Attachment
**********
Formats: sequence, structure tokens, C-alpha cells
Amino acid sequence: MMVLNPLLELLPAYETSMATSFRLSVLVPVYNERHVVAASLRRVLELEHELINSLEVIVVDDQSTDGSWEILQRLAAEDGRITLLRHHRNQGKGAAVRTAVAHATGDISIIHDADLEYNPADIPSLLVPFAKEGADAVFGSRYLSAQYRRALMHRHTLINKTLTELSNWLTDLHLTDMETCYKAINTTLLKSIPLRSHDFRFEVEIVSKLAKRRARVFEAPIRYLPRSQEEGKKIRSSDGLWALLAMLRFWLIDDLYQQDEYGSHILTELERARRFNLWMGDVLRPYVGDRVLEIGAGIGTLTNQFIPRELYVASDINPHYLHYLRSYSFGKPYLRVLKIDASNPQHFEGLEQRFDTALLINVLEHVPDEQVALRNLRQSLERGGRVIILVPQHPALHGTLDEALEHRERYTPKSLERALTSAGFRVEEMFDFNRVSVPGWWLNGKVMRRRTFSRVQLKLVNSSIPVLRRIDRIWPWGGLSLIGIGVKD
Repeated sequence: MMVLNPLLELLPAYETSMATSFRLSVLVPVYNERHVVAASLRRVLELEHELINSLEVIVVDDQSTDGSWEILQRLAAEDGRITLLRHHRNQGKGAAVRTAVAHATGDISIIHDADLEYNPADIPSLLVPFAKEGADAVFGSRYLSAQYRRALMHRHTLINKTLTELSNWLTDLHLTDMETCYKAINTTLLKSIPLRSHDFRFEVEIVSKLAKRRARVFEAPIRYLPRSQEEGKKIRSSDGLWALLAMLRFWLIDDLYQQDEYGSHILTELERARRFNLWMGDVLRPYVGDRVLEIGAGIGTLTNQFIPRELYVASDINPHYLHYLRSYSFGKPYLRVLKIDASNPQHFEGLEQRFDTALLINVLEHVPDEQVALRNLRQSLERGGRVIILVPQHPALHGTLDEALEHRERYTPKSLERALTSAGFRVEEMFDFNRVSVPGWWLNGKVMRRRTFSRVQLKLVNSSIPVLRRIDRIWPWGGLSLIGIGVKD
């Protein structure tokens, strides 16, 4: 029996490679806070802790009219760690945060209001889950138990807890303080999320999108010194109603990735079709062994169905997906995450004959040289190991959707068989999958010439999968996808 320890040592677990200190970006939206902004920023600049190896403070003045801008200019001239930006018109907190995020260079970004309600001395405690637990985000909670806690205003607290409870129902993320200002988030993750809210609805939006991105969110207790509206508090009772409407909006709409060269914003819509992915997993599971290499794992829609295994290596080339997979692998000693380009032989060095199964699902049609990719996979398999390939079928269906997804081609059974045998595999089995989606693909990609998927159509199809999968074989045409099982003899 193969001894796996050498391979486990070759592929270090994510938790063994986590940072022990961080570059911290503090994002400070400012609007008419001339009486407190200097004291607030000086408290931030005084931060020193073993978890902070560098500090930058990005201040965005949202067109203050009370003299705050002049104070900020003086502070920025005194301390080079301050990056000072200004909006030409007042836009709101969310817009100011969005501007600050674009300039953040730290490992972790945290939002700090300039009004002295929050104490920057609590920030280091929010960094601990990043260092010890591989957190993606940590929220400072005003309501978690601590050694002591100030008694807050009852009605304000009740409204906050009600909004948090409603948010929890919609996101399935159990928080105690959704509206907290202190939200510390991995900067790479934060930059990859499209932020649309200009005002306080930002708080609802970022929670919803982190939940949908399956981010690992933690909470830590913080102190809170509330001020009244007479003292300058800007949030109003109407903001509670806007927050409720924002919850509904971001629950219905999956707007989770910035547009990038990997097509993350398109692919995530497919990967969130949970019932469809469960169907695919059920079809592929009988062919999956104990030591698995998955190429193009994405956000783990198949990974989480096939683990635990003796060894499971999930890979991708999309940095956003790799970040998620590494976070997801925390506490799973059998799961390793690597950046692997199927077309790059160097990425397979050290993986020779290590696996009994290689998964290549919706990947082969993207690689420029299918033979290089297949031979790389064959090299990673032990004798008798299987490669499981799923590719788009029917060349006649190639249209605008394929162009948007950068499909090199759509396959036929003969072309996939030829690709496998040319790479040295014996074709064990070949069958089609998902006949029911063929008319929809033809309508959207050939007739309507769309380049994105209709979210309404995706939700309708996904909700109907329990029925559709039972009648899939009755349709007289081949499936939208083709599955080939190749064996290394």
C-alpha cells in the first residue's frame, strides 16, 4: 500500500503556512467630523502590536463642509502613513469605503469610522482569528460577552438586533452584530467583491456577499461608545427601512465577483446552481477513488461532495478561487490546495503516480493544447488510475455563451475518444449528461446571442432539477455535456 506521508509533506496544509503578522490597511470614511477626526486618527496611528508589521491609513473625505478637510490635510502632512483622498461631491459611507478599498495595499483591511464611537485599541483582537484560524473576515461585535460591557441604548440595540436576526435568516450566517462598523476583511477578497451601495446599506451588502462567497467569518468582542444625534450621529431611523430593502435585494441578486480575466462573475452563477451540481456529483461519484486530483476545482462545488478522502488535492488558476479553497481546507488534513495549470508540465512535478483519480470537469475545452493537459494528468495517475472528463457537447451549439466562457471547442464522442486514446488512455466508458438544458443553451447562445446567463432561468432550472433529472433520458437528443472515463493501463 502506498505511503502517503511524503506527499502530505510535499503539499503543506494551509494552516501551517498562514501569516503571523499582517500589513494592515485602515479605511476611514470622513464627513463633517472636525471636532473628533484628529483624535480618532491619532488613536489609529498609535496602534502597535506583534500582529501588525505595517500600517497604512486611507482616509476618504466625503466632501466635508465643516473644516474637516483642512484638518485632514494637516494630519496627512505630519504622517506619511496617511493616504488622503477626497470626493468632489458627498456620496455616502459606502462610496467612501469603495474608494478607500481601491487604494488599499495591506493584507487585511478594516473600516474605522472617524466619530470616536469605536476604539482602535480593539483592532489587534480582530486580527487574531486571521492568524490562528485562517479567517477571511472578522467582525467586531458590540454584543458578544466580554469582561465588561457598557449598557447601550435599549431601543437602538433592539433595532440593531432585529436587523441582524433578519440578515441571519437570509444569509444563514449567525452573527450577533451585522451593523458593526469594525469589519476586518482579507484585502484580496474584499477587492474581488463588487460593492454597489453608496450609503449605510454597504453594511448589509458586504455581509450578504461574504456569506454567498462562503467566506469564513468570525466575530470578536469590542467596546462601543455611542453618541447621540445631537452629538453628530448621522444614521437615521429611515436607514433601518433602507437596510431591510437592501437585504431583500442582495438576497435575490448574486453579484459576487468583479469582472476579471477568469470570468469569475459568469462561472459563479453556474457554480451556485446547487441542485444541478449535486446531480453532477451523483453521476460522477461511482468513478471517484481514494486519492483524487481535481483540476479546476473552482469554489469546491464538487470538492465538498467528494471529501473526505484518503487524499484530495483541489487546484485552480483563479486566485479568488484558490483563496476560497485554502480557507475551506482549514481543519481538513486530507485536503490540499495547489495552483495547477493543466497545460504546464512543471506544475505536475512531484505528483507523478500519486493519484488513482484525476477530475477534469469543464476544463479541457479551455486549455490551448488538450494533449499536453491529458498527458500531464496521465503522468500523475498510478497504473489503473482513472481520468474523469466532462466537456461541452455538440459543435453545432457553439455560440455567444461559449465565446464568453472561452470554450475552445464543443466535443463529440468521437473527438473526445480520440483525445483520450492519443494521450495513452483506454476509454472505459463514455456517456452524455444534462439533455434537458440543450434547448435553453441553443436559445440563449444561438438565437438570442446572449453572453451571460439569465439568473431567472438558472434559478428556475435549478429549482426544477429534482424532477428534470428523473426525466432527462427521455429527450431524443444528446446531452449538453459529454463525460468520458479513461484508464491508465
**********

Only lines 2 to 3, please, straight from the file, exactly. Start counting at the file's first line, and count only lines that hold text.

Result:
Amino acid sequence: MMVLNPLLELLPAYETSMATSFRLSVLVPVYNERHVVAASLRRVLELEHELINSLEVIVVDDQSTDGSWEILQRLAAEDGRITLLRHHRNQGKGAAVRTAVAHATGDISIIHDADLEYNPADIPSLLVPFAKEGADAVFGSRYLSAQYRRALMHRHTLINKTLTELSNWLTDLHLTDMETCYKAINTTLLKSIPLRSHDFRFEVEIVSKLAKRRARVFEAPIRYLPRSQEEGKKIRSSDGLWALLAMLRFWLIDDLYQQDEYGSHILTELERARRFNLWMGDVLRPYVGDRVLEIGAGIGTLTNQFIPRELYVASDINPHYLHYLRSYSFGKPYLRVLKIDASNPQHFEGLEQRFDTALLINVLEHVPDEQVALRNLRQSLERGGRVIILVPQHPALHGTLDEALEHRERYTPKSLERALTSAGFRVEEMFDFNRVSVPGWWLNGKVMRRRTFSRVQLKLVNSSIPVLRRIDRIWPWGGLSLIGIGVKD
Repeated sequence: MMVLNPLLELLPAYETSMATSFRLSVLVPVYNERHVVAASLRRVLELEHELINSLEVIVVDDQSTDGSWEILQRLAAEDGRITLLRHHRNQGKGAAVRTAVAHATGDISIIHDADLEYNPADIPSLLVPFAKEGADAVFGSRYLSAQYRRALMHRHTLINKTLTELSNWLTDLHLTDMETCYKAINTTLLKSIPLRSHDFRFEVEIVSKLAKRRARVFEAPIRYLPRSQEEGKKIRSSDGLWALLAMLRFWLIDDLYQQDEYGSHILTELERARRFNLWMGDVLRPYVGDRVLEIGAGIGTLTNQFIPRELYVASDINPHYLHYLRSYSFGKPYLRVLKIDASNPQHFEGLEQRFDTALLINVLEHVPDEQVALRNLRQSLERGGRVIILVPQHPALHGTLDEALEHRERYTPKSLERALTSAGFRVEEMFDFNRVSVPGWWLNGKVMRRRTFSRVQLKLVNSSIPVLRRIDRIWPWGGLSLIGIGVKD